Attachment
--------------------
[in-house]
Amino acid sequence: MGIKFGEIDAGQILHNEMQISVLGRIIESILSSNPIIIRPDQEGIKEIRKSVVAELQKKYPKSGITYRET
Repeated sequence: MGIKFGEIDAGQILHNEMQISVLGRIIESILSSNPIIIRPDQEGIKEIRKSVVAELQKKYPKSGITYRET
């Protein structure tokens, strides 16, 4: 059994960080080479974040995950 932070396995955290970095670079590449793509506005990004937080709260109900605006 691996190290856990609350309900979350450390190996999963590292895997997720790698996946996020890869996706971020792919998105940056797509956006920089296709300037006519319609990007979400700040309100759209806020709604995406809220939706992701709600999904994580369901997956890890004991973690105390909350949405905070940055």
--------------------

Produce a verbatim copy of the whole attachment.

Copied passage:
[in-house]
Amino acid sequence: MGIKFGEIDAGQILHNEMQISVLGRIIESILSSNPIIIRPDQEGIKEIRKSVVAELQKKYPKSGITYRET
Repeated sequence: MGIKFGEIDAGQILHNEMQISVLGRIIESILSSNPIIIRPDQEGIKEIRKSVVAELQKKYPKSGITYRET
């Protein structure tokens, strides 16, 4: 059994960080080479974040995950 932070396995955290970095670079590449793509506005990004937080709260109900605006 691996190290856990609350309900979350450390190996999963590292895997997720790698996946996020890869996706971020792919998105940056797509956006920089296709300037006519319609990007979400700040309100759209806020709604995406809220939706992701709600999904994580369901997956890890004991973690105390909350949405905070940055």